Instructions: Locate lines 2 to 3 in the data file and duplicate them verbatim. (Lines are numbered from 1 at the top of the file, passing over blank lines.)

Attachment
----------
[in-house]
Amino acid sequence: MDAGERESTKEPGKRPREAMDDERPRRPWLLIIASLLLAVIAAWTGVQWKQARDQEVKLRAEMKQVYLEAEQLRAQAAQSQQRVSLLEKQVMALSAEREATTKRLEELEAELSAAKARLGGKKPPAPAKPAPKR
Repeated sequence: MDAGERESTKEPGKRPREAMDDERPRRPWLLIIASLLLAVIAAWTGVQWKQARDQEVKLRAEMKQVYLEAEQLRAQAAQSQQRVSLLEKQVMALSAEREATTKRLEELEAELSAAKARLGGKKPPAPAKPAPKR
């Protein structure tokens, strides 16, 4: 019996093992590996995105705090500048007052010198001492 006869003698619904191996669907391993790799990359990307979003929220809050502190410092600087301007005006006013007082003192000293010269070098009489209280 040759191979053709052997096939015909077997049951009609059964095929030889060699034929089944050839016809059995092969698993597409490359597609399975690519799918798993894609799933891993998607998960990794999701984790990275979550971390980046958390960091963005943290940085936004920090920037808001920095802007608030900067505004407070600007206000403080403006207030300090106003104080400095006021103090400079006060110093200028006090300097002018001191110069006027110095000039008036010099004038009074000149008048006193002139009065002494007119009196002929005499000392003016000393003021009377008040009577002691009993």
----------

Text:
Amino acid sequence: MDAGERESTKEPGKRPREAMDDERPRRPWLLIIASLLLAVIAAWTGVQWKQARDQEVKLRAEMKQVYLEAEQLRAQAAQSQQRVSLLEKQVMALSAEREATTKRLEELEAELSAAKARLGGKKPPAPAKPAPKR
Repeated sequence: MDAGERESTKEPGKRPREAMDDERPRRPWLLIIASLLLAVIAAWTGVQWKQARDQEVKLRAEMKQVYLEAEQLRAQAAQSQQRVSLLEKQVMALSAEREATTKRLEELEAELSAAKARLGGKKPPAPAKPAPKR